Millenary Park by Ujirany / New Directions Landscape Architects, in Budapest, Hungary. The story of the rehabilitation of a former industrial site is not a new one. It usually involves demolition or re-use of existing structures and may require environmental remediation or restoration. The potential of these “brownfield” sites provides exciting opportunities for landscape architects, as they can design the landscape to transform spaces into habitable public assets. Former industrial sites also hold within them the memory of past technology and its place within the urban context. For this article, we shall tell this story through the powerful creation of Millenary Park in Budapest.
Millenary Park is located in a dense residential area in Budapest on the site of the former Ganz Works factory. The factory was home to one of the most innovative engineering firms of the 19th century, making it an important part of Hungary’s history. [contextly_sidebar id=”ZXv3wgpbtP8j7oXMuV0SvC2fusJlivrz”] It was originally located on the outskirts of the city, amongst vineyards and forests, but as the city grew, it became surrounded by a residential suburb and thus needed to be moved. This presented the opportunity to use the site as a public asset. It was decided to coincide its development with the Hungarian millennium in 2001, marking 1,000 years since the first Christian king, St. Steven, was crowned. The Industrial Site Dilemma As with most industrial sites, the first phase of development involved deciding which elements would be demolished and which would be kept. By retaining and re-using 30 percent of the existing factory buildings, a sense of memory and cultural history was maintained. This approach also allowed for unique experiences to be created through the contrast of historical elements and materials with contemporary form and function.6 Months to Clean up the Site Former industrial sites also call for the rehabilitation of pollutants in the soil and groundwater. In the case of Millenary Park, one meter of soil was exchanged and the groundwater was remediated by using a drainage system that extracted polluted groundwater and recharged it. It took six months to clean Millenary Park, but once this was done, the exciting development of a green park space and a cultural center could take place. Design from Concept Újirány’s concept behind the park was the notion of “creating”. This enabled them to design a public space that would celebrate the elements of the millennium in an abstract and interactive manner while providing a much needed green park space. The park was divided into two parts: the first being an interpretive space of “motivation” and the second being an interactive space for “creation”. Man-made Lake Spotted with Trees In the motivational part of the park, parts of the millennium were descended into elements and reinterpreted by taking them out of their original context. In this manner, people can examine elements freely, making them aware of their own urban environment. These elements include surprising combinations such a man-made lake spotted with trees and shrubs growing through hard urban surfaces. Shifting People’s Perceptions Other design interventions, such as shrubs that form “benches”, gave Újirány the opportunity to draw on the idea of creating through careful shifting of people’s perception and understanding of elements. However, the design does not prescribe a specific meaning; rather, it allows the visitor to be motivated to create his own interpretation. Proposing a New Strategy for Public Activity This idea was continued into the interactive part, where a playground of creativity was created by putting elements into mobile form in a manner that engages directly with the public. The playground extends its function by interacting with people of all ages, allowing them to engage actively with their environment. In this way, Újirány reacted in direct opposition to the passive public spaces of shopping malls in Budapest, proposing a new strategy for public activity. Instead of trying to dictate people’s activity and movement, Millenary Park aims to create a pathway for experience where people are given alternatives and options within a visual and interactive space. Translating Concept into Function The true genius of this project lies is the manner in which it achieves this experience while providing a functional and aesthetically pleasing public space. Újirány has also managed to design a park that consists of separate elements that organize space and give it function, yet allow for continuity that reflects the notion of design as a process. Further design success lies in the detailing of each element and material to perfectly fit its immediate context while creating links to the surrounding context both visually and physically. Creating an Active Public Space Millenary Park provides us with an intriguing example of how to take a former industrial site and place it firmly in contemporary public life in a manner that looks to the past, present, and future while at the same time creating a public space that is exciting in a psychological and physical way. It does not ask you to come and evaluate whether you like it or not, but rather invites you to mold your own experience and create your own park. Now that’s what we call active public space!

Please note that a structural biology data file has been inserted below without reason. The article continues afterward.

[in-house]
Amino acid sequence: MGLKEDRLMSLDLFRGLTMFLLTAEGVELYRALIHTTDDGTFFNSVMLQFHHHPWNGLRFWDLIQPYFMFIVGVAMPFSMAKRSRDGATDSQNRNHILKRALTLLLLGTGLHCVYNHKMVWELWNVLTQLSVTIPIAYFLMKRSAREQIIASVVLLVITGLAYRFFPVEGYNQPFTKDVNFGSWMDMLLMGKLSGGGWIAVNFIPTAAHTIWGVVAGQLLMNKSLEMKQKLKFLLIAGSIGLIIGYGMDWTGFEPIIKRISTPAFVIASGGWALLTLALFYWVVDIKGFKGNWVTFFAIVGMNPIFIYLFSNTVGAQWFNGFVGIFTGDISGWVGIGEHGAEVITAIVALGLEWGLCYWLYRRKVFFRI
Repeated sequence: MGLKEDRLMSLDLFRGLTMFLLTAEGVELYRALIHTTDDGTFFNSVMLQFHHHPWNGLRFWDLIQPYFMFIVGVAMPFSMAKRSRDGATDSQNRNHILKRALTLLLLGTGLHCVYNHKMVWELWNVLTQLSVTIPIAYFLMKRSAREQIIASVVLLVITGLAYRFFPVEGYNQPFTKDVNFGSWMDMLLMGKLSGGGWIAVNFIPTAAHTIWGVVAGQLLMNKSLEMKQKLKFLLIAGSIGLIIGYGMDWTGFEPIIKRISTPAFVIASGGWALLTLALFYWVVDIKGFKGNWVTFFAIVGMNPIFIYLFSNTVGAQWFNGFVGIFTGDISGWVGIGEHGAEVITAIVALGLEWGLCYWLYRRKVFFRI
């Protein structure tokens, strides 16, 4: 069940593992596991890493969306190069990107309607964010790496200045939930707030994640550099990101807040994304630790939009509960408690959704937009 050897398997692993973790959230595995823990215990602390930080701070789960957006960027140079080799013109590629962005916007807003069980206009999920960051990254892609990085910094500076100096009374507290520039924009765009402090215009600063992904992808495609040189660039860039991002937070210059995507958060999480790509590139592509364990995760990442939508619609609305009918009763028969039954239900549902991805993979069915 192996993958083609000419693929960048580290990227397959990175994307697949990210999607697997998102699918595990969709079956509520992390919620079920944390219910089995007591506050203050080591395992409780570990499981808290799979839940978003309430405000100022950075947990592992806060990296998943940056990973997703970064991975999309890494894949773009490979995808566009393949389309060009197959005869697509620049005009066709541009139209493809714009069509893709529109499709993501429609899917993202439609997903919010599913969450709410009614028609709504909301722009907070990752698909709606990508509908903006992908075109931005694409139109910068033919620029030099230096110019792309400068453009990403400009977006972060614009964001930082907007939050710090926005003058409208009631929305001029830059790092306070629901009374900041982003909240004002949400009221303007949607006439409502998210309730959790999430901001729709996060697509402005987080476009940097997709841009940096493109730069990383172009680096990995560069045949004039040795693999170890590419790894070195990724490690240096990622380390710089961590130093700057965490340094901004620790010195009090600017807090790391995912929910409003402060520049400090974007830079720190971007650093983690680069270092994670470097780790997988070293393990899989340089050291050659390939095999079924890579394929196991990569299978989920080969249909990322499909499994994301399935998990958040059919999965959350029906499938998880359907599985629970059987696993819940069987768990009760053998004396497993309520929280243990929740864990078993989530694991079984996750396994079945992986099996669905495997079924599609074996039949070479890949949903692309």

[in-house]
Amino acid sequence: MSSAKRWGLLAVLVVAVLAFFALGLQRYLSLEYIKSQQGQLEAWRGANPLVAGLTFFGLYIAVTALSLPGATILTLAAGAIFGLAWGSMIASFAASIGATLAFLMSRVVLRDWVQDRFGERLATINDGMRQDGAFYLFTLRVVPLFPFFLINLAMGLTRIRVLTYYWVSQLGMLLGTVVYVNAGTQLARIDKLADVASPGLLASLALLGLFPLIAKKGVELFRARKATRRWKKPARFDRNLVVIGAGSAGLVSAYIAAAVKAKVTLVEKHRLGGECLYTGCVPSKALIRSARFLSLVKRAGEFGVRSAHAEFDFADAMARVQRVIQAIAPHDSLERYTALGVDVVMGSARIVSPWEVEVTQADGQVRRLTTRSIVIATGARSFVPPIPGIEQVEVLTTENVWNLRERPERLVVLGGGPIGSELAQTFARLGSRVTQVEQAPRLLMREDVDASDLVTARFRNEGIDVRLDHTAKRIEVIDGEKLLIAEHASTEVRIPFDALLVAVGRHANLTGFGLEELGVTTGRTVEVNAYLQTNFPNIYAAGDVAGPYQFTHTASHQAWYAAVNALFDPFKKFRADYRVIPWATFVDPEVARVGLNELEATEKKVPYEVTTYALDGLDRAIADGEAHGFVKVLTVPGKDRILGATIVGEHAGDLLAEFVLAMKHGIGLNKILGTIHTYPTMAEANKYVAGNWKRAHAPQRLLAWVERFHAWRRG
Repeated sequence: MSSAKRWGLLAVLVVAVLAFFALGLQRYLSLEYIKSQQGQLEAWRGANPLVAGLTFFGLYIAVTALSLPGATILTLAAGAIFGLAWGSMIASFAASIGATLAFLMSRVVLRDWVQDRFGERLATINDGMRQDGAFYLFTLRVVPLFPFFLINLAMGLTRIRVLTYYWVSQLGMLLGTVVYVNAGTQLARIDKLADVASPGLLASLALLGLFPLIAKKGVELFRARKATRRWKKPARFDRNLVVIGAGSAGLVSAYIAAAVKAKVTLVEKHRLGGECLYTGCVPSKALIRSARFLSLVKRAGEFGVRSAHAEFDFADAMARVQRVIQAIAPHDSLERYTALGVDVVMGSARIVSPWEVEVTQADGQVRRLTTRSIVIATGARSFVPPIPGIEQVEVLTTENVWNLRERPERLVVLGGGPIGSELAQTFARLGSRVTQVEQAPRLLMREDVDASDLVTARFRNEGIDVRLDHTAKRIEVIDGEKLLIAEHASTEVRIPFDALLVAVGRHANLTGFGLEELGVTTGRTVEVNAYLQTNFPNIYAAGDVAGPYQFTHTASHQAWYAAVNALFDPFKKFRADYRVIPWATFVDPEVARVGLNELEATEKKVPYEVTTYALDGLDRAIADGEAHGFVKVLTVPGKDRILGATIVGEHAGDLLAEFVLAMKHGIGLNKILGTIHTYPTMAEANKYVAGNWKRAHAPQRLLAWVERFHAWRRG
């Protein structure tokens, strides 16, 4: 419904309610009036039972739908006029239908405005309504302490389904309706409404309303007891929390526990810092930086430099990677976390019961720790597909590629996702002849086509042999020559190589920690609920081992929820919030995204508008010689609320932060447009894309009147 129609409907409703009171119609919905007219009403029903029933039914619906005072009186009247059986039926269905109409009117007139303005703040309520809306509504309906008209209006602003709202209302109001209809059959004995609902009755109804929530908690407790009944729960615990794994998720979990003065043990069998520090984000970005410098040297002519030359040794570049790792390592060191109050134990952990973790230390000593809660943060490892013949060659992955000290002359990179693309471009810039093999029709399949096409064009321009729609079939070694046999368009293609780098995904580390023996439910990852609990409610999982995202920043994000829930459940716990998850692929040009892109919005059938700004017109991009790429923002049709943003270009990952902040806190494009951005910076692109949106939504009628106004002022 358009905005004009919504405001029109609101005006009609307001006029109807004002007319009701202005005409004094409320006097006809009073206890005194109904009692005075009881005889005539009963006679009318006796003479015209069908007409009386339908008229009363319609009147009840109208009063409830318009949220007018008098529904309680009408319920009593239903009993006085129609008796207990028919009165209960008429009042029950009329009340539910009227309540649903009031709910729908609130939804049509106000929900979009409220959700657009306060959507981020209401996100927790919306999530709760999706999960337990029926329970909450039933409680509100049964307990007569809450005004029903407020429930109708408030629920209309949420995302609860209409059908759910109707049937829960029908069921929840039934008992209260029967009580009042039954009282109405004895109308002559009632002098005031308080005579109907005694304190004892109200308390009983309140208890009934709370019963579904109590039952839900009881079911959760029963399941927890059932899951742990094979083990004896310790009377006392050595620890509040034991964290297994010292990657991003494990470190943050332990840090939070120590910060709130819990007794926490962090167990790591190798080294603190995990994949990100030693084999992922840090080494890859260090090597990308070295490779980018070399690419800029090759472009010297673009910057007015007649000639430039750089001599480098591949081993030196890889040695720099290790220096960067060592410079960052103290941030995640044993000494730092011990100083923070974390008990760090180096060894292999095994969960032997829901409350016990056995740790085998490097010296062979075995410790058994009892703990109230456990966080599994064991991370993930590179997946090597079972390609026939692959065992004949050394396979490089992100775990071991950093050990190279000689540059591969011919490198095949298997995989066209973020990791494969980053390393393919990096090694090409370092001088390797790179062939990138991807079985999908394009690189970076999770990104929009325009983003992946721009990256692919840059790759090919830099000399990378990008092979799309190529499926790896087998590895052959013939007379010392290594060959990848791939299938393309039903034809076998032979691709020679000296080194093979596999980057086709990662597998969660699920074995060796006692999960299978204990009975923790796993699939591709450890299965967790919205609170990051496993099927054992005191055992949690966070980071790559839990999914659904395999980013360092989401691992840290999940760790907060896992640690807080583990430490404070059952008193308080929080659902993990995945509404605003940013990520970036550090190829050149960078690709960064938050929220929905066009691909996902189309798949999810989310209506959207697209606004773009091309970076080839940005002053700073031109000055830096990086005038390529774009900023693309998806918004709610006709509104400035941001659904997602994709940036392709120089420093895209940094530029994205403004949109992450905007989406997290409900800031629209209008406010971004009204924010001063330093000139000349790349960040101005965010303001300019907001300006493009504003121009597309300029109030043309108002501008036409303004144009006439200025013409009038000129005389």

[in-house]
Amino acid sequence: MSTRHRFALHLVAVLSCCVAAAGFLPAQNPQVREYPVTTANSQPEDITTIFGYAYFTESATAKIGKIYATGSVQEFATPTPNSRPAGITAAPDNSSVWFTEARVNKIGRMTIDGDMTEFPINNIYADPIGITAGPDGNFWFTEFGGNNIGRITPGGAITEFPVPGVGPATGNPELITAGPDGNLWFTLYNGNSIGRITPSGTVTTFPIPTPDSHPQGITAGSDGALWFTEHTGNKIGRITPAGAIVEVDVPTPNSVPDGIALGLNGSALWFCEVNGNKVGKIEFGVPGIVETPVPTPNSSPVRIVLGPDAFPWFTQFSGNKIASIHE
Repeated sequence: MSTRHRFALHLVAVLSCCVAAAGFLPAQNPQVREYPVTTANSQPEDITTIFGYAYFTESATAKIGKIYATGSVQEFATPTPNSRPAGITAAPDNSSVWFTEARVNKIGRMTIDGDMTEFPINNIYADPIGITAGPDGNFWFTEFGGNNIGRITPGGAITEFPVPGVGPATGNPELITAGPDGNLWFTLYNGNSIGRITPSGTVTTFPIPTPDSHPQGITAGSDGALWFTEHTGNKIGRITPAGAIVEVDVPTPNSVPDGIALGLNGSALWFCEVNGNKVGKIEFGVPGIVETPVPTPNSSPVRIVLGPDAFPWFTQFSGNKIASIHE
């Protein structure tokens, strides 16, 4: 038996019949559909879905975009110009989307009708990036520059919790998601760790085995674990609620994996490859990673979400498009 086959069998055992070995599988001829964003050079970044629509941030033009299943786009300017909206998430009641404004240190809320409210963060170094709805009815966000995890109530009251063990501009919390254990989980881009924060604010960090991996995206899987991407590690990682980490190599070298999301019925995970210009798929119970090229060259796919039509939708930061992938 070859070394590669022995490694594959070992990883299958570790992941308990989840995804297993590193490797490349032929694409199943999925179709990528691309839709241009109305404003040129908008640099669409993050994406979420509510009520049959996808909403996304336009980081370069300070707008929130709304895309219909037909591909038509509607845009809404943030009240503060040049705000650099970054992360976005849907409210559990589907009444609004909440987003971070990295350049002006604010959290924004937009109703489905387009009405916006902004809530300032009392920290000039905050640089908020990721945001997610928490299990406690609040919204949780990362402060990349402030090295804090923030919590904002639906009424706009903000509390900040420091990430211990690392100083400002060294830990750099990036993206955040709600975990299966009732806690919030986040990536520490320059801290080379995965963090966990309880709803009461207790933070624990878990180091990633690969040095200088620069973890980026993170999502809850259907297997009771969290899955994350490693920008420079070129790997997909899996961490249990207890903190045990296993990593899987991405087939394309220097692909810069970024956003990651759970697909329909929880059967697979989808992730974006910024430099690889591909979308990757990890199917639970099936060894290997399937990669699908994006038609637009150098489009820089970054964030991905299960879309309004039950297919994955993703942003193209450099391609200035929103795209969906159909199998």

Full Project Credits for Millenary Park
Project: Millenary Park Location: Budapest, Hungary Architects: CÉH Ltd. Design year: 2000 Year of construction: 2001 Area: 34 800 m2 Office: Újirány Group – Új Irány Kkt. Authors: Árpád Kovács, Gábor Lendvai, Johanna Muszbek, Péter Pozsár, Dominika Tihanyi, Krisztina Wallner Building contractor/executor: Harkai és Társa Kft. Award: Europa Nostra, 2002 Show on Google Maps
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Article by Rose Buchanan